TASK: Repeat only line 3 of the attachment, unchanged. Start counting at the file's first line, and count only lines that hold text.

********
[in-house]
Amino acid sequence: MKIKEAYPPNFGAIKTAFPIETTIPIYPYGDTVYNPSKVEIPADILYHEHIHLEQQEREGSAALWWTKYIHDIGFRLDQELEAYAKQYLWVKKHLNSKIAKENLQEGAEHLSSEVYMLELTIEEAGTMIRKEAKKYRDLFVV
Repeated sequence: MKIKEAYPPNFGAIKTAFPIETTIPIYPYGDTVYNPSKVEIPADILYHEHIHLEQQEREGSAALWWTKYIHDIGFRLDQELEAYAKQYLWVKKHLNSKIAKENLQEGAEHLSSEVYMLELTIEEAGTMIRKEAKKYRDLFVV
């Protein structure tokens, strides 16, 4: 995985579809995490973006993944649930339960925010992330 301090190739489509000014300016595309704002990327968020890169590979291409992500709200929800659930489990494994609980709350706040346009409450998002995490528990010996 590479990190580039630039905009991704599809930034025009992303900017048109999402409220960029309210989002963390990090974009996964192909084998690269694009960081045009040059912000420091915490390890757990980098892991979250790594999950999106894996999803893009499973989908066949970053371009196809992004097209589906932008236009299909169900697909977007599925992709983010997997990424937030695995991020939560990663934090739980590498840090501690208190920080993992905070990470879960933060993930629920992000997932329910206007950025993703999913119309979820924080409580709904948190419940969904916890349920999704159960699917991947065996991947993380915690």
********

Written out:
Repeated sequence: MKIKEAYPPNFGAIKTAFPIETTIPIYPYGDTVYNPSKVEIPADILYHEHIHLEQQEREGSAALWWTKYIHDIGFRLDQELEAYAKQYLWVKKHLNSKIAKENLQEGAEHLSSEVYMLELTIEEAGTMIRKEAKKYRDLFVV